At the end of the second quarter 2016, industrial real estate posted its lowest vacancy rate in 16 years, thanks to growth in retail sales, residential construction and manufacturing, according to a new report by Marcus and Millichap titled “Industrial Research Report Second Half 2016.”

The report says that the sale of retail items persists as the principal force driving the sector’s lengthy surge, which is now in its seventh year. It cites omnichannel distribution, which combines traditional store locations with an online function, as a driver of change in industrial property site selection and design. At the forefront, according to the report, is Amazon. By the end of 2016, the company is expected to be operating 70 fulfillment and sorting centers, which is nearly two times the number the company had in 2011.

“The movement of more retail sales online and through warehouses and fulfillment centers is also creating potentially new strategies in the investment market for some owners of properties near major population centers,” according to the report. Owners capable of adapting to the delivery demands of e-commerce may choose to join the market.

Owners of other industrial assets may see a liquid investment market ahead, with the combination of continued equity flow and available debt.

Improving Cell Reception Inside Office Buildings

By Matthew Gaulin

Distributed antenna systems improve cellphone reception within office buildings.

IN TODAY’S FAST-PACED, digitally connected world, dependence on mobile devices has dramatically increased. Cellphones are no longer simple devices used only for voice communications. Smartphones and tablets are utilized for multiple tasks such as online shopping, navigation, social media, phone calls, video, etc. In the past, cellphone users were simply hoping to stay connected as they roamed from building to building. Now, users not only want to maintain voice communications when away from their home or office, but also expect to continue their voice and high-speed data communications seamlessly while inside these buildings.

Most large venues in the U.S. — shopping malls, stadiums and arenas — have addressed cellphone voice and Long Term Evolution (LTE) data coverage by either working with carriers to increase their macro networks (cell towers) outside the building or providing a distributed antenna system (DAS) inside the building. Although most office, industrial and residential buildings have not yet increased their macro networks or provided a DAS, tenants and other users of these spaces have the same expectations of continuous voice and high-speed data service.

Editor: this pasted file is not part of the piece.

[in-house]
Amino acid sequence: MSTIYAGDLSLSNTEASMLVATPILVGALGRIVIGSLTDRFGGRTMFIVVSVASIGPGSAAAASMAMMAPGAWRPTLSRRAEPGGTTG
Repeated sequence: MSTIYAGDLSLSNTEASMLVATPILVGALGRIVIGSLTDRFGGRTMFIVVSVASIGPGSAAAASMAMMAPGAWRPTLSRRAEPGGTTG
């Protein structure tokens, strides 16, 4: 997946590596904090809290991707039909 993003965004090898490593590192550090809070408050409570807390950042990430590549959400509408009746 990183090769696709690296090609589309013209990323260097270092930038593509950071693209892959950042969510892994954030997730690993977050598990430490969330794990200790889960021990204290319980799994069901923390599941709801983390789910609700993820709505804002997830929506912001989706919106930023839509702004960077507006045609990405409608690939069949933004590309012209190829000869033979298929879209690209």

Understanding the Problem

Some of the issues surrounding poor cell signals within a building can be attributed to the lack of cell towers within the proximate area or spotty coverage throughout the building. In a typical scenario, the lower floors of a high-rise office or multifamily residential building may have a usable signal, but the upper floors do not, even though cellphones indicate five bars. Locations on higher floors generally show strong signal strength, but cellphones cannot make a connection due to the high level of radio-frequency (RF) noise at those elevations. Although low-rise industrial buildings don’t have this problem, they also suffer from poor cell coverage because most are constructed with metal or concrete block walls, which block the RF signal.

The main reason for lack of cell signal within most buildings today, however, is low-E glass. This type of glass, which is designed to significantly improve the thermal efficiency of the building envelope as required by energy codes, blocks the RF signal. Since the glass effectively blocks the cellphone signal from entering the building from outside, the solution is to provide a system that will receive and broadcast the signal within the building. This is what a DAS system does.

Click here to read more.

NAIOP Charlotte’s Battle of the Bands Rocked!

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NAIOP Charlotte hosted its inaugural Battle of the Bands on Thursday, November 10th and it was a hit! Click here to view photos from the Battle.

Many thanks to Good Bones, Grievous Angels and Roadkil for their outstanding performances! Congratulations to Grievous Angels who took home the trophy this year!

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We are appreciative of all of our partners in success, whose support allowed NAIOP Charlotte to donate $5,000 to The Harvest Center.

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Planning Committee
Jim Gamble, Bohler Engineering | Rebecca Herron, MPV | Mike Kramer, Bank of America | Jody Luke, The Korte Company | Henry Pharr, Horack Talley | Dawn Royle, Investors Title | Mark Simmons, Shiel Sexton Company, Inc | Cheryl Steele, Horack Talley | Ryan Stemmer, Richter Development | Amy Sullivan-Hicks, ECS Carolinas | Scott Wilson, Childress Klein Properties

Jury
Clifton Coble, Bissell | Brian Kreefer, The Keith Corporation | Sherry Waters, The Harvest Center

Emcee
Mick Mixon, Carolina Panthers

Sponsors
Rock Stars – Elliott Davis Decosimo | Faison Enterprises
First American Title Insurance Company | Spectrum Properties

Superfans – Baker Audio Visual |Bass, Dunklin, McCullough & Smith, PLLC
Batson-Cook Construction | Bohler Engineering | GreerWalker | HomeTrust Bank | Horack Talley
Humphreys & Partners Architects, L.P. | Rodgers Builders | The Keith Corporation

We will rock it out again next year, so watch for a date in the near future.